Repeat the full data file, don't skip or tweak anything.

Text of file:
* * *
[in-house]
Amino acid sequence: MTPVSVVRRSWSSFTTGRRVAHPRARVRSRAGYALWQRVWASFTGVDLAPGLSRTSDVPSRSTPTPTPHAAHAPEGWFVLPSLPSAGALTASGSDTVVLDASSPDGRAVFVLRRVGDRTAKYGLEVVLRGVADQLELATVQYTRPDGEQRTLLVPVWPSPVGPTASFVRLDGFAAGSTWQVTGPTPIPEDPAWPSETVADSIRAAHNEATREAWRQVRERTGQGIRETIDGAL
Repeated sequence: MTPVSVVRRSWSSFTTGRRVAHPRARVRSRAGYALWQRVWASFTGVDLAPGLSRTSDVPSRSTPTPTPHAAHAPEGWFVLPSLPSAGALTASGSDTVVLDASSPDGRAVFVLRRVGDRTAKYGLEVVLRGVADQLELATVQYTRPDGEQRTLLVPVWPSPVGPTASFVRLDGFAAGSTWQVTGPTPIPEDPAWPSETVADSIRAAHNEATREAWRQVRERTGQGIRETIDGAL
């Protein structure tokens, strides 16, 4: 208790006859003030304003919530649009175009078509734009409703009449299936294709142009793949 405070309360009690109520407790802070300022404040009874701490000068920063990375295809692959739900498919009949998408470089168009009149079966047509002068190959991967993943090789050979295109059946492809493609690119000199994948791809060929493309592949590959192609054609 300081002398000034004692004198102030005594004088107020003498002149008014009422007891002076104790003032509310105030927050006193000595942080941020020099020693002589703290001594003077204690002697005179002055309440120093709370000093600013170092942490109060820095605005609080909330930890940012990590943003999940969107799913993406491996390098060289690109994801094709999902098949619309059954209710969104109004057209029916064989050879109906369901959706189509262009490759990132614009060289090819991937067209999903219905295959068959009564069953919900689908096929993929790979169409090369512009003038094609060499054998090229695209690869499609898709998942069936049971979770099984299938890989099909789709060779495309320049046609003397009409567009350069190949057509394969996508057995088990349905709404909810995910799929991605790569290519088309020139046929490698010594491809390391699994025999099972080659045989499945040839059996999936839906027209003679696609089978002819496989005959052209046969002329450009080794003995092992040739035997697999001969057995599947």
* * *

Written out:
[in-house]
Amino acid sequence: MTPVSVVRRSWSSFTTGRRVAHPRARVRSRAGYALWQRVWASFTGVDLAPGLSRTSDVPSRSTPTPTPHAAHAPEGWFVLPSLPSAGALTASGSDTVVLDASSPDGRAVFVLRRVGDRTAKYGLEVVLRGVADQLELATVQYTRPDGEQRTLLVPVWPSPVGPTASFVRLDGFAAGSTWQVTGPTPIPEDPAWPSETVADSIRAAHNEATREAWRQVRERTGQGIRETIDGAL
Repeated sequence: MTPVSVVRRSWSSFTTGRRVAHPRARVRSRAGYALWQRVWASFTGVDLAPGLSRTSDVPSRSTPTPTPHAAHAPEGWFVLPSLPSAGALTASGSDTVVLDASSPDGRAVFVLRRVGDRTAKYGLEVVLRGVADQLELATVQYTRPDGEQRTLLVPVWPSPVGPTASFVRLDGFAAGSTWQVTGPTPIPEDPAWPSETVADSIRAAHNEATREAWRQVRERTGQGIRETIDGAL
């Protein structure tokens, strides 16, 4: 208790006859003030304003919530649009175009078509734009409703009449299936294709142009793949 405070309360009690109520407790802070300022404040009874701490000068920063990375295809692959739900498919009949998408470089168009009149079966047509002068190959991967993943090789050979295109059946492809493609690119000199994948791809060929493309592949590959192609054609 300081002398000034004692004198102030005594004088107020003498002149008014009422007891002076104790003032509310105030927050006193000595942080941020020099020693002589703290001594003077204690002697005179002055309440120093709370000093600013170092942490109060820095605005609080909330930890940012990590943003999940969107799913993406491996390098060289690109994801094709999902098949619309059954209710969104109004057209029916064989050879109906369901959706189509262009490759990132614009060289090819991937067209999903219905295959068959009564069953919900689908096929993929790979169409090369512009003038094609060499054998090229695209690869499609898709998942069936049971979770099984299938890989099909789709060779495309320049046609003397009409567009350069190949057509394969996508057995088990349905709404909810995910799929991605790569290519088309020139046929490698010594491809390391699994025999099972080659045989499945040839059996999936839906027209003679696609089978002819496989005959052209046969002329450009080794003995092992040739035997697999001969057995599947």